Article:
Saturday, June 6, 2009

S3 Performance Benchmarks

Over the last couple of weeks we've been working with S3 to read data to power real-time user query processing. So we've made a lot of optimizations and measurements of the kinds of performance you can expect from S3.

S3 Throughput: 20-40MB/sec (per client IP)
20 MB/sec is the neighborhood for many small objects, with as much as 40 MB/sec for larger objects. We're pushing a lot of parallel transfers and range queries on the same objects. Each request is only pushing about 200 KB/sec. I don't think I've ever seen a single connection push more than 5 or 6 MB/sec. I'm assuming this is partly S3 traffic shaping. So this should scales well if you've lots of clients.
S3 Response Time: 180 ms
We're pulling from EC2 (just across the hall from S3?) We've seen response time range between 8ms (just like a disk!) and as long as 7 or 8 seconds. But under 200ms is quite reasonable to expect on average. We're pushing a lot of parallel requests (thousands per second across our cluster, with hundreds on individual machines).
Parallel Connections to S3: 20-30 or 120
20-30 roughly maximizes throughput, 120 roughly maximizes response time. S3 seems to do some kind of traffic shaping, so you want to transfer data in parallel. If you're hosting web assets (e.g. images) at S3 this is less of an issue since your clients are widely distributed and will hit different data centers. But if you're serving complex client data requests pulling data from S3 at just a few servers, you might be able to structure your app to download data in parallel. Do it with 20-30 parallel requests. More than that and you start getting diminishing returns. We happen to run more than that (perhaps as many as 100 per process, with as many as 1000 per machine) because we're focusing on response time, rather than throughput.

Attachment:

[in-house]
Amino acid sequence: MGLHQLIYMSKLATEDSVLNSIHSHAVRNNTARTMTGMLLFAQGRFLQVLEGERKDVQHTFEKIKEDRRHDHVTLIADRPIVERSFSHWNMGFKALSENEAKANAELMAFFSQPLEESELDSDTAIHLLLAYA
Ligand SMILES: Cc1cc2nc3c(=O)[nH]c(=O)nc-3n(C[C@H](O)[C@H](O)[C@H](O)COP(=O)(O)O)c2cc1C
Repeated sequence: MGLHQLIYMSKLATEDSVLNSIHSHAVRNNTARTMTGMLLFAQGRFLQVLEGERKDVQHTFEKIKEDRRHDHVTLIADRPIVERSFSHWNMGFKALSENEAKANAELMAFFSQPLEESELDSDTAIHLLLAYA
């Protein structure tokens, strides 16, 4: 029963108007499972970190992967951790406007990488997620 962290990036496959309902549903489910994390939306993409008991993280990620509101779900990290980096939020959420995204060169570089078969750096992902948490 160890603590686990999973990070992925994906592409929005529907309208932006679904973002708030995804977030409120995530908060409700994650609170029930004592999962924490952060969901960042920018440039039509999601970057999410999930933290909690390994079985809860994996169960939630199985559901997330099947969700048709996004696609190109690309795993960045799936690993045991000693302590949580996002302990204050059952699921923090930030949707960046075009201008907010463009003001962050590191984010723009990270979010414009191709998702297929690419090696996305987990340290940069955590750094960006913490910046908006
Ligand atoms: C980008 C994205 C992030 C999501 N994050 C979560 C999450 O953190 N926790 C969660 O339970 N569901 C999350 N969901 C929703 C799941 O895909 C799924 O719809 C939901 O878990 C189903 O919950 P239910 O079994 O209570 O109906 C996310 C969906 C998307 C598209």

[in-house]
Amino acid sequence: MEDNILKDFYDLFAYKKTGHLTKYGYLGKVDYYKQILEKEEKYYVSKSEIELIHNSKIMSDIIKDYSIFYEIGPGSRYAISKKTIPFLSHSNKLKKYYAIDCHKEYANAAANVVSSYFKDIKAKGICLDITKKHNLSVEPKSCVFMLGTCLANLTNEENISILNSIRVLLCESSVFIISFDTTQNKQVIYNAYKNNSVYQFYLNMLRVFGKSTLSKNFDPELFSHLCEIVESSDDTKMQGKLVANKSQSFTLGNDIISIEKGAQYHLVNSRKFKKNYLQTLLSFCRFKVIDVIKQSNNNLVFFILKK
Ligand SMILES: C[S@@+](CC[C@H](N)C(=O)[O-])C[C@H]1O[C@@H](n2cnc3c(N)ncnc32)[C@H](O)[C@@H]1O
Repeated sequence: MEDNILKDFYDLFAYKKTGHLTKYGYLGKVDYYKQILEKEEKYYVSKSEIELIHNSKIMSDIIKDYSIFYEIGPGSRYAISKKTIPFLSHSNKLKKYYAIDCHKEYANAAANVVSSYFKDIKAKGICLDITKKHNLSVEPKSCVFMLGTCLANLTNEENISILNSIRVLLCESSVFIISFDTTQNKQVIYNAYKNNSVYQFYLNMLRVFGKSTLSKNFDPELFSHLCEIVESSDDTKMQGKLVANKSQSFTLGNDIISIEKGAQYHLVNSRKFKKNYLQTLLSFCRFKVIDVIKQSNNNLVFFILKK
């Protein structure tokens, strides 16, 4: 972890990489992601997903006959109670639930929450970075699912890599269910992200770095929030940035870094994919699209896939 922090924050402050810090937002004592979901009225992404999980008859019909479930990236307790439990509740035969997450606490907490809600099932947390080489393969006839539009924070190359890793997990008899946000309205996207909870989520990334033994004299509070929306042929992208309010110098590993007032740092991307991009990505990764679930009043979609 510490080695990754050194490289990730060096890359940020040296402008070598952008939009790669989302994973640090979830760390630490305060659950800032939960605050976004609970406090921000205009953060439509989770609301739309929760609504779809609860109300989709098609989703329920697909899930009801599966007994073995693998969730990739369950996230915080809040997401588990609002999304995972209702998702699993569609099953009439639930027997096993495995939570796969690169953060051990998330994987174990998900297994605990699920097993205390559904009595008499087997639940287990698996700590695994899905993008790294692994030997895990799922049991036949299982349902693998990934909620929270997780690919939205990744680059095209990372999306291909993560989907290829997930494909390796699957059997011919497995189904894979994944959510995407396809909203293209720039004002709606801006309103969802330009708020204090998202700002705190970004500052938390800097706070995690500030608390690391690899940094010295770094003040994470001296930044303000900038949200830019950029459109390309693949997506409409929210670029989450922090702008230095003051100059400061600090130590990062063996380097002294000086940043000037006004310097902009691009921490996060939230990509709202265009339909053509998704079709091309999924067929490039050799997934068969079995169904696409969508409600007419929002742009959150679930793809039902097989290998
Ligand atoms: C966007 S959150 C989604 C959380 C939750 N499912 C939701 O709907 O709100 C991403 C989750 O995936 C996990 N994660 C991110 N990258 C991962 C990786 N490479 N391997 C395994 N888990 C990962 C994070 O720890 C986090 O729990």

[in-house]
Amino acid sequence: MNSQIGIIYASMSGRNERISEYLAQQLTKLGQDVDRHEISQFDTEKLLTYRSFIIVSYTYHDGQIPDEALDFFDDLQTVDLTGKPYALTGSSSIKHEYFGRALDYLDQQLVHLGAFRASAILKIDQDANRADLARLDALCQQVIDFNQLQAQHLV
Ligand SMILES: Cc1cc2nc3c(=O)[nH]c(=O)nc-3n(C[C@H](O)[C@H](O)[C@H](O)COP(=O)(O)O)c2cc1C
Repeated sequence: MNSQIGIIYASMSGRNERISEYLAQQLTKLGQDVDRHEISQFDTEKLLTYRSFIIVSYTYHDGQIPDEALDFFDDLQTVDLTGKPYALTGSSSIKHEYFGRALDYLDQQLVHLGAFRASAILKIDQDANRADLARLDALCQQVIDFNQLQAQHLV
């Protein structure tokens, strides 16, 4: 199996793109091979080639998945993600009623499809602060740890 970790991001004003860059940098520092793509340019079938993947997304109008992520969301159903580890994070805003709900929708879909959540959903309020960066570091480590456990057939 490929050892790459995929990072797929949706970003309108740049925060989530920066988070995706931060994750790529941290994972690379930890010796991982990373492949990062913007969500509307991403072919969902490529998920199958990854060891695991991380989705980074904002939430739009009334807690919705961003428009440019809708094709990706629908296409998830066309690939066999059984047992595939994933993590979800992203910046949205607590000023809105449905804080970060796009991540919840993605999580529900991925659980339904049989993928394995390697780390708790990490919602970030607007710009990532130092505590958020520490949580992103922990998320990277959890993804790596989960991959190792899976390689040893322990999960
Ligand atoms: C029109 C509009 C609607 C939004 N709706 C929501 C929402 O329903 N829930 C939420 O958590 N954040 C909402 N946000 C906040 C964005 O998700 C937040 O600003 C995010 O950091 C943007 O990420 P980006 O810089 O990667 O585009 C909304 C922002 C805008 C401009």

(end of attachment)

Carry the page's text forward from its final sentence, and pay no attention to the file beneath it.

S3 Retries: 1
We do see plenty of 500 or 503 errors from S3. If you haven't, just wait. We build retry logic into all our applications and typically see success with even just one or two retries with very short waits. I should recommend exponential back-off (that's what the Amazon techs say in the forums). So if you're making more than one or two retries, start waiting a second, then two, then four, and so on. I'd bail and send yourself an email if you don't get a 200 OK after four or five retries and a minute of waiting. But maybe retry the first one right away, it'll work 9.9 times out of ten :)

If you're getting different results, do let me know :)


Timon Schroeter (mini GmbH Team) said...

Thank you! I've been wondering what performance I could expect from S3. I have a video hosting project coming up. Previously I always used cloudfront, but for this projects requests to each individual resource might be somewhat rare, so I would't expect the objects to be in the CF cache anyway. Looks like going with just plain S3 will do the trick just fine :-)

VP said...


Thanks for the detailed insight into this. I am coming up with a video hosting project and was wondering if there's any tool that I could use to test S3/EC2. Basically I want to generate the traffic levels I expect to see and arrive at an optimum configuration of S3/EC2.